Last May, when Argentina’s informal exchange rate for the “blue dollar” rose above ten pesos for the first time, it quickly acquired the nickname “Messi dollar” from the number of the country’s Barcelona-based soccer star, widely considered the best in his sport. After a respite, it recently rose above ten again, leading me to wonder whether the government’s inept attempts at currency manipulation might instead lead to a “Spinal Tap dollar.” In fact, it's done all that and more, with President Cristina Fernández de Kirchner and Economy Minister Axel Kicillof arguably standing in for Nigel Tufnel (who appears in the video below).
Since January 8th, when I crossed into Argentina from Chile, I’ve had to deal with the issue from a practical standpoint – with a limited budget, not wanting to extract pesos from ATMs at the official rate, I’ve had to seek money-changing alternatives. This has also raised an internal editorial conflict, as I have to decide whether to calculate prices at the official exchange rate (6.8 pesos as of yesterday) or the blue rate of 11.9 (a breach of 75 percent between the two) in the upcoming fourth edition of Moon Handbooks Patagonia.
Reluctantly, I’ve decided to go with the official rate, even though matters could look quite different by the time the book appears in print later this year. Though this might make Argentina look costlier that it really is (for me, at least), I’ve decided to take the position that many if not most short-term visitors won’t feel comfortable using what is euphemistically called the “parallel market.” Having said that, I’ll describe how I’ve gone about it, and leave it up to readers whether or not they wish to do so.
I arrived at Villa La Angostura (pictured above) with just 80 Argentine pesos, which I had obtained for a ten-dollar bill at an exchange window at Chile’s Paso Cardenal Samoré border post. That allowed me to enjoy a small dish of ice cream with a bit of change left over, but the rate was obviously not optimum. I had to go looking for another place to be able to pay for a room for the night and beyond.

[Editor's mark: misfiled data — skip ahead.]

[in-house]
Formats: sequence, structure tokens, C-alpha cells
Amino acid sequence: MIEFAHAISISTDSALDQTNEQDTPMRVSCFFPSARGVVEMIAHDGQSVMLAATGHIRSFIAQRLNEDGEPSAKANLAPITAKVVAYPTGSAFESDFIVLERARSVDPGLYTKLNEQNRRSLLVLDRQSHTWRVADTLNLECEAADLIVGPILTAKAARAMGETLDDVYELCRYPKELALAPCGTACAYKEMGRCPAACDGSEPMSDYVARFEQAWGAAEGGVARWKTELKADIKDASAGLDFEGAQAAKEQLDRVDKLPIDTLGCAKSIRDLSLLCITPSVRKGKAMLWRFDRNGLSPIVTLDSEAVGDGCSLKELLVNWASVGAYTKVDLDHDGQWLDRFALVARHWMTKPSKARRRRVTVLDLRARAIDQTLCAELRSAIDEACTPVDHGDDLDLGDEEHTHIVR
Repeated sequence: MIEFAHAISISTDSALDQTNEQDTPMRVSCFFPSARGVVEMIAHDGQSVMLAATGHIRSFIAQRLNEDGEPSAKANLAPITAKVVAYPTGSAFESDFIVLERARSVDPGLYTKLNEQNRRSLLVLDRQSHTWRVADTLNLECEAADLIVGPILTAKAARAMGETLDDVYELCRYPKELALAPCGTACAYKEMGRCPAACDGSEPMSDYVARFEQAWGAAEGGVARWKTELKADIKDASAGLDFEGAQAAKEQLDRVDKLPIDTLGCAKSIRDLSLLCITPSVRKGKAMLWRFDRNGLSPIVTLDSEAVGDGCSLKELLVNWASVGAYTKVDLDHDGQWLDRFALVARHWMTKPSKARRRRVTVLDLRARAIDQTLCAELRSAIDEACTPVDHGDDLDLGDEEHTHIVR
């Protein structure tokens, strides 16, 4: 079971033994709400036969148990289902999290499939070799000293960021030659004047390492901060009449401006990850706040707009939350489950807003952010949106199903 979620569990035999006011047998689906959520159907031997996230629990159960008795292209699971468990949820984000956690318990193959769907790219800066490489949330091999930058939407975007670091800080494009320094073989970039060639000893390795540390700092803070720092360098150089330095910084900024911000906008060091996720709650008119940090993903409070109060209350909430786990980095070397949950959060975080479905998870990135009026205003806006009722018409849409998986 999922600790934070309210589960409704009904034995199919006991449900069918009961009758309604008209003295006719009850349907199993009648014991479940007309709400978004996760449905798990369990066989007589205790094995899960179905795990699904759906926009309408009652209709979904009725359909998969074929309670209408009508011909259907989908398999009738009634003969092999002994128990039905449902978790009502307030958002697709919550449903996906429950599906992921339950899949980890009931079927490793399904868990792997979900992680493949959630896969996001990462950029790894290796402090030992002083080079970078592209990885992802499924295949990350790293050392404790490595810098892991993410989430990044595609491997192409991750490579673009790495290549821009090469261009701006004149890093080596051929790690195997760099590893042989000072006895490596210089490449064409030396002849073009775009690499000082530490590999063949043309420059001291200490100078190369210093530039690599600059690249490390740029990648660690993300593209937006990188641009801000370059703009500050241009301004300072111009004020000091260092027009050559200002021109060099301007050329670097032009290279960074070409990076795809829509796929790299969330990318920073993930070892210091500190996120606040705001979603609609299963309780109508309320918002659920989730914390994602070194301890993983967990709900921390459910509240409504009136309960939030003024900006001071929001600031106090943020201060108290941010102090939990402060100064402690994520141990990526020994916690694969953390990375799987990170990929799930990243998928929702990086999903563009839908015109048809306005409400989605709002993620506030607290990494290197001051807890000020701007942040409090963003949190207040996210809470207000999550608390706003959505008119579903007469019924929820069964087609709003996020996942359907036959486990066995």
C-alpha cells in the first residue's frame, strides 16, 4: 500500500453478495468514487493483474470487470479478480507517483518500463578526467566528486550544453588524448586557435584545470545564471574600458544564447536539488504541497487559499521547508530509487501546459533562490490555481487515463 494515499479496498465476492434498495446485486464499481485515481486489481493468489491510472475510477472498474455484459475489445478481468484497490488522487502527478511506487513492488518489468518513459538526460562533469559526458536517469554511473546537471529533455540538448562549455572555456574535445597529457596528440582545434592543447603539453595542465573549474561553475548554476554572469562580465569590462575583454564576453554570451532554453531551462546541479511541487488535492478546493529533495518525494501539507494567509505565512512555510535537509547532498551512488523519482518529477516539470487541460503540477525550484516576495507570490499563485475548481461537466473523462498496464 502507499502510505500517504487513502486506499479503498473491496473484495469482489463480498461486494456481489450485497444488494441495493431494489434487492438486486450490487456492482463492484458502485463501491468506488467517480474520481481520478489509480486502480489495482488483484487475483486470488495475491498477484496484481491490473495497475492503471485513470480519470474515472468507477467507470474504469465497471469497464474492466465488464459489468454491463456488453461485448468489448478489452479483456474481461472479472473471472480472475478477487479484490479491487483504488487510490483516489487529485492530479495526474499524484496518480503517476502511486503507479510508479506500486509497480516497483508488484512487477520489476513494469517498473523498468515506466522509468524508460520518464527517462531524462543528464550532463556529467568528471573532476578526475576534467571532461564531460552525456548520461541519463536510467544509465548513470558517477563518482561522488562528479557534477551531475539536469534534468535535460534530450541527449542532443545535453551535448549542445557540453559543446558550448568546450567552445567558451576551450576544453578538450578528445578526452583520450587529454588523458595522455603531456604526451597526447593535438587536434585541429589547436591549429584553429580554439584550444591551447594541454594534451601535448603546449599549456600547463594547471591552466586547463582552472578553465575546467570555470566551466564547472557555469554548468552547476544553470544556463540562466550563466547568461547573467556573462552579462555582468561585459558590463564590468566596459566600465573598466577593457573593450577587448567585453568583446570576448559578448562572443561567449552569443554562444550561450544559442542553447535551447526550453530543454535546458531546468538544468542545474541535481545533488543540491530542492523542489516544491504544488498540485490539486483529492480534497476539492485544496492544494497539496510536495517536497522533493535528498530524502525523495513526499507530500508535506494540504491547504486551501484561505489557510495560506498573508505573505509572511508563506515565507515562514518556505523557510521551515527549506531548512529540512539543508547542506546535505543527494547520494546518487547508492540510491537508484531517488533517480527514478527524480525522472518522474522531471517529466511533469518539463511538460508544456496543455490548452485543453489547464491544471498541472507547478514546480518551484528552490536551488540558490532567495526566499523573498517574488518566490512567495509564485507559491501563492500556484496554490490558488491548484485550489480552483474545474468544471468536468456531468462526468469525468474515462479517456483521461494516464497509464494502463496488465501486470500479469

Last year, in Buenos Aires, I had a regular purchaser for my dollars at a downtown business, which was less convenient than the corner ATM but paid me substantially more. I usually made a morning phone call, and they would check the daily rate (now available at sites like Precio Dólar Blue and also as an app for the iPhone in addition to Android systems).
The app, though, didn’t help me find a purchaser in VLA, so I walked into the first inmobiliaria (real estate broker) I saw on the main drag and asked if he would be interested in purchasing dollars. Argentine real estate transactions typically take place in dollars, so they’re often needed. He couldn’t help me himself, but did direct me to another broker who happily handed over 3,000 pesos in exchange for the 300 dollars I had on me.
Still, I found evidence of variable rates around town – the exchange house Cambio Andina, ostensibly limited to paying the official rate, was willing to go to 9.6, and the Tinto Bistro (owned by the brother of Holland’s Queen Máxima) said they’d offer 8.6 to nine to pay for a meal. A few days later, in San Martín de los Andes, another branch of Cambio Andina offered me ten pesos per dollar, but only for bills of US$50 or US$100 – they would only pay the official rate for smaller bills.
Certainly Cambio Andina, which also has a branch in San Carlos de Bariloche, is a low-risk choice to change dollars even if their rate may not be the best available. Still, potential visitors have to consider carrying larger bills even though stateside ATMs rarely dispense anything larger than US$20 banknotes. One business owner whose clients are almost all foreigners expressed concern that her guests often paid in twenties, which she cannot easily exchange on the informal market.
Having to track down a new money-changer in every town is a nuisance, but it’s not the only one. In Argentina’s inflationary economy, the largest available bill is a 100-peso note, now worth less than US$10 at the informal rate – a government that denies inflation refuses to print any larger denominations (non-governmental analysts estimate inflation at about 25 percent). After changing US$700 for friends in Neuquén, I have more 70 of them on hand, and they don’t fit easily in my wallet, but I don’t care to leave them elsewhere and my leg pouch is still full of my remaining dollars.
And Now For Something Not Quite Completely Different?
While we're talking about shortages, I have seen long lines for gasoline in many cities that I’ve visited so far, but most notably in Villa La Angostura, where I waited in a line of 50 cars to fill the tank.
What are the risks involved with the blue market?
This is a good question. If you're changing with friends or trusted businesses, virtually zero. At a regular exchange house, very low, though sometimes the government puts pressure on them. At a real estate office, probably very low. Changing in the street, though, risks being shortchanged or given counterfeit bills. Paying your hotel bill or restaurant or some similar item, very small risk. Foreigners, however, cannot purchase flights or international transportation, such as the ferries to Uruguay, with Argentine pesos.
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